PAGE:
There's No Way Flaxseed Masks Are Better Than Botox, Right?
I have a love-hate relationship with TikTok. There are times when I praise the app for its innovative hacks and useful product suggestions, and then there are the times when I curse it for bringing me trends that are so far-fetched, I feel the need to write a story myth-busting them.
Recently, a video went viral in which a woman shows off "Botox that you make at home." Her recipe? Taking 1/2 cup of flax seeds and three cups of water, boiling it, and then letting it cool prior to applying it all over her face (and even her hair). The video has more than 735,000 likes and 6.5 million views, and when I saw it for the first time, I scrolled right past, since my bullsh*t meter was ringing off the hook. Then my mom sent me a link to the viral TikTok video with the message, "I'm going to make this mask and rub it over my entire body!" Which is when I knew I needed to get involved.
To be clear: flaxseeds are loaded with nutrients — there's no question about that. But can they actually have the same face-freezing effects as a neurotoxin like Botox? Ahead, skin-care experts break down everything to know about the viral trend, like what the benefits of using flaxseed are, and whether or not it's time to cancel your biannual injection appointments.
The Benefits of Flaxseed
"Flaxseeds have been known as a superfood with antioxidant properties [that] support digestive health when taken orally for some time," Teresa Song, MD, board-certified dermatologist at Marmur Medical, tells POPSUGAR. They're loaded with nutrients such as magnesium, zinc, vitamin B6, and iron. They're also rich in fiber, and one study even showed that eating four tablespoons of flaxseed per day helped lower cholesterol levels. Using them topically, though, is a whole different ballgame.
Can Using Flaxseed on Your Skin Replace Neurotoxins?
"The simple answer is no, there is currently no scientific evidence of topical flaxseed having significant effects," double-board certified facial plastic surgeon Lauren Moy, MD, says. "There may be a very temporary skin-tightening appearance due to the gel-like consistency of flaxseeds, but it is not comparable to neurotoxins such as Botox." Additionally, Dr. Moy says that any reported benefits from flaxseeds in this capacity are anecdotal. "Scientifically, the way neurotoxins work are not replicable by topical creams or masks since they are not able to penetrate deep enough and have a different mechanism of action," she says.
Dr. Song adds that the current TikTok trend shows users boiling their homemade flax masks, and then applying them once they've cooled down. "It's important to note that flaxseed oils are very sensitive to heat and are produced by a process called cold pressing," she says. "It's questionable if the nutrients are preserved in the mask after it has been boiled in hot water for 10 minutes."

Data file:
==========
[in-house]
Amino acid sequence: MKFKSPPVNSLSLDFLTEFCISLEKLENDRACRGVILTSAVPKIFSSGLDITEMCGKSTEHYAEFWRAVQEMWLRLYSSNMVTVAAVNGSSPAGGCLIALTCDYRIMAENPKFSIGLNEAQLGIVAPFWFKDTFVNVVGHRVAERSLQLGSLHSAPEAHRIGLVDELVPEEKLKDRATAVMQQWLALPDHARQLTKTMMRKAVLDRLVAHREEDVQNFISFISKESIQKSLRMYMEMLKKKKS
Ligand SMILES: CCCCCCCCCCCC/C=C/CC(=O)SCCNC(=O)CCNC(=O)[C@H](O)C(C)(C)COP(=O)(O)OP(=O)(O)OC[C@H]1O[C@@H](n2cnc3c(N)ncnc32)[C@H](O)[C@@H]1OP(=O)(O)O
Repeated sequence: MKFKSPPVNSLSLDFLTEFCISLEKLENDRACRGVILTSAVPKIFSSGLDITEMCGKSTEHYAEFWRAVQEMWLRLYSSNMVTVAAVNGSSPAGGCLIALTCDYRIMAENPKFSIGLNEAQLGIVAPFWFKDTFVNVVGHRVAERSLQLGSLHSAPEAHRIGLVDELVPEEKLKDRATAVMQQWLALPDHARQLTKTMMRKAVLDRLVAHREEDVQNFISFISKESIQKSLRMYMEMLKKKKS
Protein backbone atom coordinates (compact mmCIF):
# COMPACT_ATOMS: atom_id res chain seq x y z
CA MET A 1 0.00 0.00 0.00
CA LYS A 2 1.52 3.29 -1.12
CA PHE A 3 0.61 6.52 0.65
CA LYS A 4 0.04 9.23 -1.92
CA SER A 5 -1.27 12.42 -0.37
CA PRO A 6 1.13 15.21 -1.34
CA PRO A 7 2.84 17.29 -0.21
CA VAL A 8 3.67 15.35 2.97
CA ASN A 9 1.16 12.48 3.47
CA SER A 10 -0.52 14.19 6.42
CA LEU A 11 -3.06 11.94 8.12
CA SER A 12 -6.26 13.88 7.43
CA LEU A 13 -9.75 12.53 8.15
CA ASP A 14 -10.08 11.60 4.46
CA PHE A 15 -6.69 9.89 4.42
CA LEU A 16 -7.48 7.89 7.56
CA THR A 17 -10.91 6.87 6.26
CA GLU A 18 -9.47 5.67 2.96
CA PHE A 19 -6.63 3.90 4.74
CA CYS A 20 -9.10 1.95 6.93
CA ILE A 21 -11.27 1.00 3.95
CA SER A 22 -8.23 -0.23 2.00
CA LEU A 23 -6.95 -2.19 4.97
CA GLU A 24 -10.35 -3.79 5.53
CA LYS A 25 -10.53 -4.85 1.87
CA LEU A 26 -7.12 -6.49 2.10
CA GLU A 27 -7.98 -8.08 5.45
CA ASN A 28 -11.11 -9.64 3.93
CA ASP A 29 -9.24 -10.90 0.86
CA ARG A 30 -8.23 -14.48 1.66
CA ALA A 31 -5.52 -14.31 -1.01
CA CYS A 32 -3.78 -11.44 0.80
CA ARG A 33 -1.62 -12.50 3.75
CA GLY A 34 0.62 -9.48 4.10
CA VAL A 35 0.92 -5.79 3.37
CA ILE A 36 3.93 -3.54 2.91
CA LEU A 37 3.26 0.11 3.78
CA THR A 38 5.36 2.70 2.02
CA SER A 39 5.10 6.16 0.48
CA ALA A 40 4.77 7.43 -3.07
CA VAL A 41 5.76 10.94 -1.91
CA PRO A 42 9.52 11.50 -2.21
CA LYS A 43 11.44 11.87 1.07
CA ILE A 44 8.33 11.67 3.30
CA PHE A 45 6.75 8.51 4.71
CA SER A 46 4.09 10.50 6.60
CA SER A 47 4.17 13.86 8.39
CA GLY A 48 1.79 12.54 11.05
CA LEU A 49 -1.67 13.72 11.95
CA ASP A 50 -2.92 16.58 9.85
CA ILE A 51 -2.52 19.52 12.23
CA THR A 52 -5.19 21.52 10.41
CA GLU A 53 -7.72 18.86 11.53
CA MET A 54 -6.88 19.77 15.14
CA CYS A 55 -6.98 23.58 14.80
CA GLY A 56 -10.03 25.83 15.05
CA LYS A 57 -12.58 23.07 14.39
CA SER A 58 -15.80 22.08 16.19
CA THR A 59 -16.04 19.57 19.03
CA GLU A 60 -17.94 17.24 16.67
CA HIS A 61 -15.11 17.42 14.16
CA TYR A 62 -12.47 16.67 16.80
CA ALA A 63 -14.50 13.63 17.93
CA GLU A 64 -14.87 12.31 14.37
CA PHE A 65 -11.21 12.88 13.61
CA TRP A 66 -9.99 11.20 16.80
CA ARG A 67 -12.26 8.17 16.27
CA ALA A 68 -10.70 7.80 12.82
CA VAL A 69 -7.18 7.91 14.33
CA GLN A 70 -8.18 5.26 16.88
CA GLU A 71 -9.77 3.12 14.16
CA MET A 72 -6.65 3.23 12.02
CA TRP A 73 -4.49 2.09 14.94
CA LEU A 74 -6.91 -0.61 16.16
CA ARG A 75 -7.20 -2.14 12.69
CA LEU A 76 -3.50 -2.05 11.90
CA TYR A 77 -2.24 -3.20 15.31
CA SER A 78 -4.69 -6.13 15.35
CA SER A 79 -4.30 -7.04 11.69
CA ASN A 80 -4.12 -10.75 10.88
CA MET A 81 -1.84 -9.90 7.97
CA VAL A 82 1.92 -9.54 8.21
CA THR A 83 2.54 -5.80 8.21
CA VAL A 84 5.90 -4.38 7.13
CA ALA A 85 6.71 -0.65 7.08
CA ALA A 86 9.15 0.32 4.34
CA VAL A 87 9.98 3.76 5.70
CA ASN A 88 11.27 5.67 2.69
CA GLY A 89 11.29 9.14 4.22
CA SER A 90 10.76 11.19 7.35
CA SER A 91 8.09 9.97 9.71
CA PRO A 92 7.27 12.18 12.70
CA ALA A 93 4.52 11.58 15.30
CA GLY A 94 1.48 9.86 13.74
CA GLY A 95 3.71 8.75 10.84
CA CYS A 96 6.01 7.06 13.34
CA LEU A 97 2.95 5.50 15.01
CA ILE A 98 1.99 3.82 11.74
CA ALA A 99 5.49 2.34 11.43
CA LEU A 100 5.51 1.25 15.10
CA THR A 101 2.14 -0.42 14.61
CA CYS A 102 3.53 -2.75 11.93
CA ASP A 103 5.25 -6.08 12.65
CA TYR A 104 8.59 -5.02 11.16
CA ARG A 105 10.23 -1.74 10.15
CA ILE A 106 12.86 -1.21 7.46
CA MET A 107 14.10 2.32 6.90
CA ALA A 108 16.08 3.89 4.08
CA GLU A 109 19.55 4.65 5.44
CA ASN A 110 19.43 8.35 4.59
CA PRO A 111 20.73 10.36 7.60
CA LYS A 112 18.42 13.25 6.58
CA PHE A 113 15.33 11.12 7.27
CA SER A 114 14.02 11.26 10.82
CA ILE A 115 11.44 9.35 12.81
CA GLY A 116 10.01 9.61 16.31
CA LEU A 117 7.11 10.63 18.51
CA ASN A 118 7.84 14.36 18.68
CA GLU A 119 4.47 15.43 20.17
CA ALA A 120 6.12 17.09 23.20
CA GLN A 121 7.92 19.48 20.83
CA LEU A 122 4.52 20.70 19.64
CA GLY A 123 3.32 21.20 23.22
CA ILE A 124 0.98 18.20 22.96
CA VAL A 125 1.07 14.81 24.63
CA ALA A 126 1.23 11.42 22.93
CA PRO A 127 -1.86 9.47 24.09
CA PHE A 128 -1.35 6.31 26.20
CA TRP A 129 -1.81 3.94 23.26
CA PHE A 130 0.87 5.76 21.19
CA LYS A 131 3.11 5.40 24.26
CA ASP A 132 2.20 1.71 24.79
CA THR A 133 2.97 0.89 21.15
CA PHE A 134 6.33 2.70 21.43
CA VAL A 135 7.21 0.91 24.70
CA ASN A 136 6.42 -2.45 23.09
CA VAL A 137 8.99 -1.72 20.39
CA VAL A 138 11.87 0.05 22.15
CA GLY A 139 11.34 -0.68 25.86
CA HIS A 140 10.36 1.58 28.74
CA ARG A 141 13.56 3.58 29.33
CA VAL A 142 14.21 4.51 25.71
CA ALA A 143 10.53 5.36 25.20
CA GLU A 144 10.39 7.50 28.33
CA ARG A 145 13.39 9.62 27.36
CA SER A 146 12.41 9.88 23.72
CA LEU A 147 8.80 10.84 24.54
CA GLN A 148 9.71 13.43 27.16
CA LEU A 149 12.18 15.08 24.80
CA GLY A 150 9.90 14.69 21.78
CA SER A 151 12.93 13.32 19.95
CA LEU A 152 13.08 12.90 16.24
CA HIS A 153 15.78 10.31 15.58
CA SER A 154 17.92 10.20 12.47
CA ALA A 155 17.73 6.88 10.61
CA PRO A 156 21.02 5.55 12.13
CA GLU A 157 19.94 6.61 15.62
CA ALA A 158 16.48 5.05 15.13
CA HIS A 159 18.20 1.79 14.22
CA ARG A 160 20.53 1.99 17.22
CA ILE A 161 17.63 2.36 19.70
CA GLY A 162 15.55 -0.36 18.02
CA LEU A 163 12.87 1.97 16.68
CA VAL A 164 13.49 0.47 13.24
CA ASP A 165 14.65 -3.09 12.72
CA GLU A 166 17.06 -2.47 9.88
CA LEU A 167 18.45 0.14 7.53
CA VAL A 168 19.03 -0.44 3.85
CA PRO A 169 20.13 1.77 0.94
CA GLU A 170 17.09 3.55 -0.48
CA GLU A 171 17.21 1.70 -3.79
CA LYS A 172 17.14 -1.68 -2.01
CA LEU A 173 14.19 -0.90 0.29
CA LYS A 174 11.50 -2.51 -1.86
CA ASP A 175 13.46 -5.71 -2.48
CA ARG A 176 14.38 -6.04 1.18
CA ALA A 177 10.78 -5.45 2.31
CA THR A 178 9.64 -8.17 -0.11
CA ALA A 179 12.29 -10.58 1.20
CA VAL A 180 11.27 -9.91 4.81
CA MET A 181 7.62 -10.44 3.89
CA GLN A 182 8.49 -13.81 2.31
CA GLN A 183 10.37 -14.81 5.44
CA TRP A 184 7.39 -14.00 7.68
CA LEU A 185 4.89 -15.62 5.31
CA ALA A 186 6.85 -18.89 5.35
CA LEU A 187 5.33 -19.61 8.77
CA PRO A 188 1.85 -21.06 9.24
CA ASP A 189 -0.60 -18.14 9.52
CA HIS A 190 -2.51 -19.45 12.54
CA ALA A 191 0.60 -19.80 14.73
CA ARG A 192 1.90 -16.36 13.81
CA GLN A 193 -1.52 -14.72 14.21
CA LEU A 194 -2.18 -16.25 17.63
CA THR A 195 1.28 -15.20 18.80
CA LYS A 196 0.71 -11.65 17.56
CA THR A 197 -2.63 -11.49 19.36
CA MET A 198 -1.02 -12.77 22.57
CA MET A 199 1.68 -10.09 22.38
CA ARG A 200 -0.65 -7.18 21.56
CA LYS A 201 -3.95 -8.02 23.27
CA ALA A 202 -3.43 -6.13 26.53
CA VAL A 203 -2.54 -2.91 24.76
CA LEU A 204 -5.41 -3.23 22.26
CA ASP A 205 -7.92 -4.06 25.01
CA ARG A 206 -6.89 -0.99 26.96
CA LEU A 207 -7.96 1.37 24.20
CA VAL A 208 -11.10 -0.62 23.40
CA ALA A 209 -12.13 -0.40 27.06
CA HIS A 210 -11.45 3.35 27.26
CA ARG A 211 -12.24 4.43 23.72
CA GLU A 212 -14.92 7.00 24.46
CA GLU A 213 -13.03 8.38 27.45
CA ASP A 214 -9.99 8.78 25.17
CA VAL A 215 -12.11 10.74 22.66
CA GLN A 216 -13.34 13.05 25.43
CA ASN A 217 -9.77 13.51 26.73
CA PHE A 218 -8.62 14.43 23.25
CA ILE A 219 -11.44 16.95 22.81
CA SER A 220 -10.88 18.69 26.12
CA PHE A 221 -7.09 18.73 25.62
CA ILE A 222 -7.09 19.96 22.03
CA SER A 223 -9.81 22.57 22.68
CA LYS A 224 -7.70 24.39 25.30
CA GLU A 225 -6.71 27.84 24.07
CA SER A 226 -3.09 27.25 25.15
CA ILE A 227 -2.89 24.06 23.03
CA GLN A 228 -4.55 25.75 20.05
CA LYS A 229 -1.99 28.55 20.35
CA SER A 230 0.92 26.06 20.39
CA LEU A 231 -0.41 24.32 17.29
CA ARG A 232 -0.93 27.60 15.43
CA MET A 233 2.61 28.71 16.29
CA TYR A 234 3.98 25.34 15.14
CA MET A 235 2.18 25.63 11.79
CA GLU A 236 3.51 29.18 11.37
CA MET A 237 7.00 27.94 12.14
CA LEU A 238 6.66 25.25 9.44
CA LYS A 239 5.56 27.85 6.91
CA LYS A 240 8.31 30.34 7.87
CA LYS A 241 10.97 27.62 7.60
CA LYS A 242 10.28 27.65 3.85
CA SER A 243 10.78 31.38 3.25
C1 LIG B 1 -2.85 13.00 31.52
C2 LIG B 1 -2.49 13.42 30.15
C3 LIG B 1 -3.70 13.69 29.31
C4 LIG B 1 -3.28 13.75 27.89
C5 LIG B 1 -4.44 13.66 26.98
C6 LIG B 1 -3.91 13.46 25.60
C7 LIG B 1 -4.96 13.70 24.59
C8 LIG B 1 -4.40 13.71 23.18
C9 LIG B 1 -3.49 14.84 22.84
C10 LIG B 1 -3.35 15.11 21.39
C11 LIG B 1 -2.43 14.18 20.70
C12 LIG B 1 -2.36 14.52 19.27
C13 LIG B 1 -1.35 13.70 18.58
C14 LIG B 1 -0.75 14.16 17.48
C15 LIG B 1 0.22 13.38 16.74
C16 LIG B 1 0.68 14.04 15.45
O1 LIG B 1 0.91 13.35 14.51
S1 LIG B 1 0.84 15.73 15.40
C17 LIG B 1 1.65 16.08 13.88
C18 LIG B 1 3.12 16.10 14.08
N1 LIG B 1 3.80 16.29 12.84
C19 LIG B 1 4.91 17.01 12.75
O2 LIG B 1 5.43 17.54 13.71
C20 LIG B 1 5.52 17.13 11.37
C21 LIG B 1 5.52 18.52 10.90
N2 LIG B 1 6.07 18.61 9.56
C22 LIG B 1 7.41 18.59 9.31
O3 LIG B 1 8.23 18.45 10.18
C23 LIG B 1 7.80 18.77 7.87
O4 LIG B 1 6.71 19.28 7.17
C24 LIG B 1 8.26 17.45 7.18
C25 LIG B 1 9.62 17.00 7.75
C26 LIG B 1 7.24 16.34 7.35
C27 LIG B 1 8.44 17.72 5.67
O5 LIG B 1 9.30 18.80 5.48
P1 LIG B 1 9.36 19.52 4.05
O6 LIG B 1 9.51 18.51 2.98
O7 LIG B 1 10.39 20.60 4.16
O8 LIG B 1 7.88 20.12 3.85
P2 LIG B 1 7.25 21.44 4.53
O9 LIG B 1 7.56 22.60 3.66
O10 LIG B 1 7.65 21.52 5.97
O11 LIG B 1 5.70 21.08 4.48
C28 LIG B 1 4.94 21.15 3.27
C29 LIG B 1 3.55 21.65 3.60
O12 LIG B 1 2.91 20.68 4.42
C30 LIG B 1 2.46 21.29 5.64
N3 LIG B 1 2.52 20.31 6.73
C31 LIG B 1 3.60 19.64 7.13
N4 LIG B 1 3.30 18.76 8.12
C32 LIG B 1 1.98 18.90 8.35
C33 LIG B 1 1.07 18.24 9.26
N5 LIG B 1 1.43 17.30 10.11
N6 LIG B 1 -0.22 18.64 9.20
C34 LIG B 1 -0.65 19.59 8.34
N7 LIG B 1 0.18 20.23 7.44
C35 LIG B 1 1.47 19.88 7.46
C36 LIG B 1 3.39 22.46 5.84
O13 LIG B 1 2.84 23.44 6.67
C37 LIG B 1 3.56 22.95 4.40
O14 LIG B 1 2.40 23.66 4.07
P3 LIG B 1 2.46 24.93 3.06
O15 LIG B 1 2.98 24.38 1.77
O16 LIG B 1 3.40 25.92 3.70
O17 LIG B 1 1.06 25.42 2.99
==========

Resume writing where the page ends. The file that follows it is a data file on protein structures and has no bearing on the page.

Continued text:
Proven Wrinkle Treatments to Try Instead
"There is no at-home remedy that will replace the effect of [neurotoxins]," Brooke Jeffy, MD, board-certified dermatologist and founder of BTWN, says. "There are some at-home treatments that can improve collagen to help soften fine lines." The most important? Using sun protection to reduce collagen loss from chronic sun damage, Dr. Jeffy says. "The use of topicals containing antioxidants and retinol help improve collagen, [and] a diet rich in antioxidants as well as stress management with adequate sleep and exercise is crucial."
She also suggests limiting the facial expressions you make, trying to relax the muscles that induce wrinkles, as well as avoiding drinking from a straw to minimize wrinkles around the mouth.
"Procedurally speaking," Kunal Malik, MD, board-certified general and cosmetic dermatologist says, "some treatments patients can consider that offer similar effects as neurotoxins include resurfacing lasers that can stimulate collagen and elastin." He also agrees with Dr. Jeffy that topical options such as retinols and retinoids have a lot of evidence showing they can prevent and treat fine lines and wrinkles. "Some good over-the-counter options include the CeraVe Resurfacing Retinol Serum ($20), ROC Retinol Correction Deep Wrinkle Facial Filler with Hyaluronic Acid ($13), as well as Adapalene 0.1% Gel ($15)."
Ultimately, while nothing will replace neurotoxins, you can't go wrong with a well-thought-out skin-care routine that includes SPF, a vitamin C serum, a retinol, and LED light therapy.